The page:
Posts Tagged ‘RTA Blue Line’

RTA Rail Lines Closed by Flooding

August 15, 2014


The Blue and Green rail lines of the Greater Cleveland RTA were back in service Thursday morning after being flooded on Wednesday.

Service resumed at 4 a.m. Thursday said RTA spokeswoman Mary Shaffer. During the service interruption buses substituted for the trains.

Sections of the Green Line other than the Buckeye Woodhill Station were under water early Wednesday morning. Shaffer said the tracks have been cleared of debris and repaired. The rubble on the tracks included chunks of concrete.



June Shutdowns Set for Cleveland RTA Trains

June 5, 2014

Construction of the second new Innerbelt bridge in downtown Cleveland along with track rehabilitation will result in weekend shutdowns of the Greater Cleveland Regional Transit Authority Red, Green and Blue rail lines in June.

Buses will replace trains on all three rail lines on June 7 and 8, and again on June 14 and 15 on routes operating east of the Tower City Rapid station.

Blue and Green line trains will continue to operate over the Waterfront Line on those dates.

Red Line service will also be curtailed on weekdays in June through the 22nd.

Between June 9 and 13, and between June 16 and 21, the Red Line will operate only between Tower City and Cleveland Hopkins International Airport.  A special timetable dated June 7 will provide schedule information for operations during this period.

Red Line trains will operate only between Hopkins Airport and the Cedar-University station between June 22 and 29.

Normal Red Line service over the entire length of the route will resume on June 30.

Blue, Green and Waterfront trains will operate as normal during weekdays in June.

During the weekend shutdowns of the Red, Blue and Green lines east of Tower City workers will remove steel bridge beams that span RTA tracks.


Lee-Van Aken Rapid Station Being Rebuilt

June 5, 2014
Crumbling concrete is one of the many issues that RTA is addressing by rebuilding the station on the Blue Line at Lee Road. (Photograph by Craig Sanders)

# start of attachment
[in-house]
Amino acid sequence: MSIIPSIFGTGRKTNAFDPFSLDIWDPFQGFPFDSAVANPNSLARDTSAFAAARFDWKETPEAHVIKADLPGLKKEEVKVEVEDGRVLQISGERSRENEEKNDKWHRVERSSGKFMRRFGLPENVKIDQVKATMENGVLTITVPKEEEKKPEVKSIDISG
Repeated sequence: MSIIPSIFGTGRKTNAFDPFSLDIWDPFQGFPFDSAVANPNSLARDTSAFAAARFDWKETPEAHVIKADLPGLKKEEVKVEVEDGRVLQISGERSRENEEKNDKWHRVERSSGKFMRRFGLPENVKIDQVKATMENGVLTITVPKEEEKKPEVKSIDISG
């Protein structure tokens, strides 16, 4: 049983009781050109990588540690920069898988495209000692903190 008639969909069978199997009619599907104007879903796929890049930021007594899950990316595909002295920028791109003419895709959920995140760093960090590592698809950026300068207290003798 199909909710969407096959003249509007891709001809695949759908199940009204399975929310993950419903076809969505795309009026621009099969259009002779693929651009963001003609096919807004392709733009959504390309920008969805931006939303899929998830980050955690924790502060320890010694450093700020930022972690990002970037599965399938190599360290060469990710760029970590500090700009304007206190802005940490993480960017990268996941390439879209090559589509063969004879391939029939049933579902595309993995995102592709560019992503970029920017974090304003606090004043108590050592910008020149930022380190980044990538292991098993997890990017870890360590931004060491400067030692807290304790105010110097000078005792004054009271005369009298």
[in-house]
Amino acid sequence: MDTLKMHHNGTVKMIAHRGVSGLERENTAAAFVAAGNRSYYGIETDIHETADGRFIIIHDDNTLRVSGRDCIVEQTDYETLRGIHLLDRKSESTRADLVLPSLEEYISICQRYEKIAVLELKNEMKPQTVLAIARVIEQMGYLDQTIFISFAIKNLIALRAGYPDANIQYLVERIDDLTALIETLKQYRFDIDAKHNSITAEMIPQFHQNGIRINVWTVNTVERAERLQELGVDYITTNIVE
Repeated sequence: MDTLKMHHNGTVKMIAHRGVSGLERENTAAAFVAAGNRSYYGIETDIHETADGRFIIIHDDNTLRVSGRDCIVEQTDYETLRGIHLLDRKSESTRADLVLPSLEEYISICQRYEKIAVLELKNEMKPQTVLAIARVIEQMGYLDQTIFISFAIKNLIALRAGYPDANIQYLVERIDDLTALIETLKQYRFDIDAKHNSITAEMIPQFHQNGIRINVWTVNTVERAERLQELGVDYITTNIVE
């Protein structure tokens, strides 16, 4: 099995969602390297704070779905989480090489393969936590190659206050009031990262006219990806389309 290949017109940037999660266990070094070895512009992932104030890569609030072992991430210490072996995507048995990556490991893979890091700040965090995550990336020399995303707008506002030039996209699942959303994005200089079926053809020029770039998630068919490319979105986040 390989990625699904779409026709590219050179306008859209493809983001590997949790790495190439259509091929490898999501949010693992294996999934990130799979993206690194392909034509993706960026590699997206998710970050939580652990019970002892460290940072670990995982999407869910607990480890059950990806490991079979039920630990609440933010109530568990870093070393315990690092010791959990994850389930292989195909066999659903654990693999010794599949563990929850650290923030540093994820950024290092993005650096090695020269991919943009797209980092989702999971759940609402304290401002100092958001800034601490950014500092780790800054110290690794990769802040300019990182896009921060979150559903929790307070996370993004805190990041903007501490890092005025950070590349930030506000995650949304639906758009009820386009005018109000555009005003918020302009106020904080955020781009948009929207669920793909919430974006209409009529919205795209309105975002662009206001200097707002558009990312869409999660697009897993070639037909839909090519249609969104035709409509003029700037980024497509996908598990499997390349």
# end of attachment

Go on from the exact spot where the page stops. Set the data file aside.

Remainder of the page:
Crumbling concrete is one of the many issues that RTA is addressing by rebuilding the station on the Blue Line at Lee Road. (Photograph by Craig Sanders)

Greater Cleveland RTA is rebuilding one of its busiest stations on the Blue Line in Shaker Heights.

Schirmer Construction of North Olmsted was awarded a $5.4 million contract to rebuild the Lee-Van Aken station.

Work began this spring and is expected to be completed in 18 months. The station remains open during the reconstruction. Approximately 80 percent of the project cost is being paid for with federal funds.

The Lee-Van Aken station was built in the 1920s when the original Shaker Rapid System was established.

The line was rebuilt in 1980-81 but no significant reconstruction has occurred since then.

Cleveland RTA Eyes Extending Red Line Eastward

March 23, 2013

Greater Cleveland RTA will study extending the Red Line or the Healthline beyond their current terminus of Windermere in East Cleveland and eastward toward Euclid.

The RTA board voted on March 19 to spend $1.1 million to examine the extension. The Red Line is a heavy rail line whereas the HealthLine uses dedicated buses that travel the route along Euclid Avenue between Public Square in downtown Cleveland and East Cleveland. The articulated buses are much longer than other RTA buses.

The study extension is the second that RTA is undertaking that may result in the rail system being lengthened.

Also being studied by RTA is a extension of the Blue Line light rail line from its current terminus east of Chagrin and Warrensville Road in Shaker Heights to a new station to be built south of that intersection. That project would cost $40 and includes express bus service from the new Blue Line terminus to park and ride lots located near Harvard Road and Interstate 271.

The possible Red Line extension will take two to three years to complete. It would be just one step in a long process that also includes finding funding for implementing any plan that RTA chooses to approve.

In a best case scenario, the project would not be finished for five to seven years. RTA General Manager Joe Calabrese said extending the Red Line isn’t likely in the current reality of tight federal budgets. Transit systems typically depend on federal money for big, new projects, he said.